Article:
Parents spend up to Rs 25-30 per day on packaged food or other kinds of junk food for their children, say ICDS officials in Dharavi. “About 45 percent of infants in Dharavi probably consume sweet snacks and 25 percent consume salty snacks and this increases with age,” says Neena Shah More, Director of the Aahar project of the SNEHA, an NGO that aims to improve the health and nutrition of children under three in Dharavi.

The promise in the packet

Around 12.30pm on a school day, the local nursery school at Matunga Labor Camp has just ended. Soon around 40 children throng the store opposite the school. Most buy wafers, biscuits and chocolates, all of which cost less than Rs 5 each. Sadiq Hussain, who runs a store in one of the bylanes near Dharavi’s 90 Feet Road, says, “When I started 25 years ago, the children would buy things for 25 paise. Now, they have Rs 10 in their hands.”

Hussain claims that a decade ago, the distributors of major companies also started showing up in Dharavi. It was also a decade ago that CK Prahalad’s seminal book The Fortune at the Bottom of the Pyramidwas published. Prahalad argued that the basic economics of the bottom-of-the-pyramid market is based on “small unit packages, low margin per unit, high volume, and high return on the capital employed.”

Sadiq Hussain, a store-owner in a Dharavi bylane, has seen spending on junk food increase over the years. Photo by Menaka Rao.

After Indian companies successfully startedselling shampoos in Re 1 sachets in the 1990s, the principle of selling products in small unit packages proliferated across other categories of products, including food. Many companies, including Parle Products,PepsiCo, Nestle and others have diversified their products with this market in mind. They have products priced between Re 1 and Rs 5. They advertise with posters, danglers, house-to-house campaigns and give sops to retailers. In cities where television has proliferated in all sections of society, residents of urban slums too aspire to consume packaged foods and to consume brands.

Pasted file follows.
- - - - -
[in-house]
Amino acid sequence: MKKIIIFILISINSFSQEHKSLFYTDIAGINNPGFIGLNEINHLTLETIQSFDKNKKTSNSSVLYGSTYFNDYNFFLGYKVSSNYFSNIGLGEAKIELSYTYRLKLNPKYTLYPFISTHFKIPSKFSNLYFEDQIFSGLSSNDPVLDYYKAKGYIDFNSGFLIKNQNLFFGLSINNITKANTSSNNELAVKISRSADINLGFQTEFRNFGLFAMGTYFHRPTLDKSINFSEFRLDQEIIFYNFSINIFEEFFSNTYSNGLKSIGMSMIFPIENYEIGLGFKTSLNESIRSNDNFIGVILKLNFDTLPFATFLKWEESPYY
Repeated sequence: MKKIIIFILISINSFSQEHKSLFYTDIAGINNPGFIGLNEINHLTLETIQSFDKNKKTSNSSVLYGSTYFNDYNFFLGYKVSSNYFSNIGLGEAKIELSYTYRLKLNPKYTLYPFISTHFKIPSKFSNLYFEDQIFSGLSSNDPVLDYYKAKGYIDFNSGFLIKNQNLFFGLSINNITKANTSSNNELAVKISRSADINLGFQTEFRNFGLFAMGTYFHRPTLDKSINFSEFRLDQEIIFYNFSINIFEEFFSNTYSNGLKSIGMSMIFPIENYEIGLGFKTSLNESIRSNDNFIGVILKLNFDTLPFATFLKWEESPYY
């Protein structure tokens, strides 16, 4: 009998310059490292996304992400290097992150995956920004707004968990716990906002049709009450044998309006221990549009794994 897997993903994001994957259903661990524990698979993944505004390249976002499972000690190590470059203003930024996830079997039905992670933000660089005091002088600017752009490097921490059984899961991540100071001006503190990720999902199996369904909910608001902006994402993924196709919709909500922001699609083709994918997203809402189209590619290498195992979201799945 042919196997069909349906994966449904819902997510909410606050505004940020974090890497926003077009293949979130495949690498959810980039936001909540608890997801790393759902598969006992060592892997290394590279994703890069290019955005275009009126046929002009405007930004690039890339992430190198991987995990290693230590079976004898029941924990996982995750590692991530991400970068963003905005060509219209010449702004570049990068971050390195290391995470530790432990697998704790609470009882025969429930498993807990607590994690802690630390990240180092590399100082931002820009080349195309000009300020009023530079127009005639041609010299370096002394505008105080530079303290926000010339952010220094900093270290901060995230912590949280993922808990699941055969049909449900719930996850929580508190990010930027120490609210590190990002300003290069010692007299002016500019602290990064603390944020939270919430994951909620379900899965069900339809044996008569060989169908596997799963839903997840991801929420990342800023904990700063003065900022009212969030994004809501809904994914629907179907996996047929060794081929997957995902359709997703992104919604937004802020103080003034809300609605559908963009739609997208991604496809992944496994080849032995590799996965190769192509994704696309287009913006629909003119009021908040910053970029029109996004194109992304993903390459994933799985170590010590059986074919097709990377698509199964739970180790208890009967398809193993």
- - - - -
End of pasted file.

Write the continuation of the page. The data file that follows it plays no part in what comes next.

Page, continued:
Not surprisingly today, though there are many small-scale food industries in Dharavi, packaged foods sells far more. “The locally made chivda and laddoos hardly sell. We only stock biscuits and wafers worth Rs 5,” says Parthiv Fan, a wholesaler in Dharavi. Children routinely ask for new products based on the new ads they see, says Manoj Mogawe, a shopkeeper at Matunga Labor Camp, while handing chocolate over to a three-year-old boy. He sells about 25 packets of wafers priced at Rs 5 every day. “Children as young as one crawl to the shops,” says SNEHA’s Shah More.

In the particular conditions of Dharavi, parents often see the packaged foods as clean, unadulterated, healthy options. Harried parents are lured by the promise of nutrition in advertisements. “Glucose biscuits” are seen as providing “taakat” to the children. Juice packets with pictures of apples are seen as nutritious. “The mothers feel that if [companies are] making food in a factory and packing it so well, it must be good,” says Shah More.